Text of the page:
Tailored antibody-drug conjugate offers hope for aggressive breast cancer

Scientists have used breast cancer cells' weakness against themselves by linking a tumor-selective antibody with a cell-killing drug to destroy hard-to-treat tumors.

The research, published today in Clinical Cancer Research by a team from King's College London and funded by Breast Cancer Now, marks a new method in cancer treatment.

The discovery is particular to triple-negative breast cancer, which makes up 15% of all diagnosed breast cancer. This type of breast cancer is typically aggressive, resistant to chemotherapy, has a lower survival rate and is more common in women under 40.

Usual treatment involves surgery, chemotherapy and radiotherapy, however this type of cancer can evade the drugs and return to spread again.

The scientists conducted data analysis using over 6000 breast cancer samples to investigate the properties of breast cancer cells that are associated with aggressive and chemotherapy-resistant cancers.

They studied the cancer's biology, what is expressed in the tumor and the cell surface, and the cell's insides to understand how the cancer cells escape from cancer drugs. They established the presence of the cancer cell surface marker EGFR along with oncogenic molecules cyclin-dependent kinases (CDK), which are responsible for cell division and proliferation.

They used this knowledge against the cancer cells to link cetuximab, a tumor-selective antibody that targets the EGFR protein expressed in this type of cancer, with a CDK-blocking drug to create a tailored drug for breast cancer. Because the antibody drug conjugate specifically targets the cancer cell, it may be possible to administer a lower inhibitor dose than usual which means it's less toxic for the patient.

Lead author Professor Sophia Karagiannis, from King's College London, said: "We were on the hunt for cancer's vulnerabilities and now we've found out how we can guide our therapies to one of these. We combined these two drugs to create a tailored antibody-drug conjugate for patients with this aggressive cancer. The antibody guides the toxic drug directly to the cancer cell which offers the possibility for a lower dose and less adverse side effects to be experienced.

"More work needs to be done before this therapy can reach the clinic, but we expect that this can offer new treatment options for cancers with unfavorable prognosis. Beyond this antibody-drug conjugate, we hope that our concept will lead the way for new antibody-drug conjugates of this type to be tailored to patient groups likely to benefit."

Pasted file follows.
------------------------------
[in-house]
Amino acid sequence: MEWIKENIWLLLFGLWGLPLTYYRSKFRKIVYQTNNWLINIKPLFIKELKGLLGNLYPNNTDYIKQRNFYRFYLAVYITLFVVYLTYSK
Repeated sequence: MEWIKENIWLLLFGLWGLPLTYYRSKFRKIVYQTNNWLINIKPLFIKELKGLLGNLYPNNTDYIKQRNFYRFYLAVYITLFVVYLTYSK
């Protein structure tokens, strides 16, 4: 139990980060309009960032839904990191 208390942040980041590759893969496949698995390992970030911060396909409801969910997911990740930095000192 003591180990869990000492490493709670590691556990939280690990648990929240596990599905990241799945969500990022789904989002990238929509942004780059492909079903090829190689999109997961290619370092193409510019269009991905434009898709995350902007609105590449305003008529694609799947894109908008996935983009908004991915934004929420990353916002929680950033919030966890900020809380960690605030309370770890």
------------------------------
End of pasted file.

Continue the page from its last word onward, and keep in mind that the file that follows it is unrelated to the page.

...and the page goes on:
Triple-negative breast cancer represents a molecularly and clinically diverse disease. By exploiting EGFR overexpression and dysregulated cell cycle molecules in selected patient groups, the antibody-drug conjugate, but not the antibody alone, could stop the cancer cell from dividing and engender cytotoxic functions specifically against the cancer cells.''

Dr. Anthony Cheung, lead research scientist from King's College London

Dr Simon Vincent, director of services, support and influencing at Breast Cancer Now, which funded this research, said: "Each year, around 8,000 women in the UK are diagnosed with triple-negative breast cancer, which is typically more aggressive than other breast cancers and more likely to return or spread following treatment.

"This exciting research has not only improved our understanding of the properties of aggressive breast cancer cells that are resistant to chemotherapy but has also brought us closer to developing a targeted therapy that destroys these cancer cells while minimizing side effects for patients.

"While further research is needed before this treatment can be used in people, this is an exciting step forward in developing targeted therapies for triple-negative breast cancer, and we look forward to seeing how these findings could lead to new and effective ways of tackling this devastating disease."

Source:
Journal reference:

Cheung, A., et al. (2024) Anti-EGFR antibody-drug conjugate carrying an inhibitor targeting CDK restricts triple-negative breast cancer growth. Clinical Cancer Research. doi.org/10.1158/1078-0432.CCR-23-3110.

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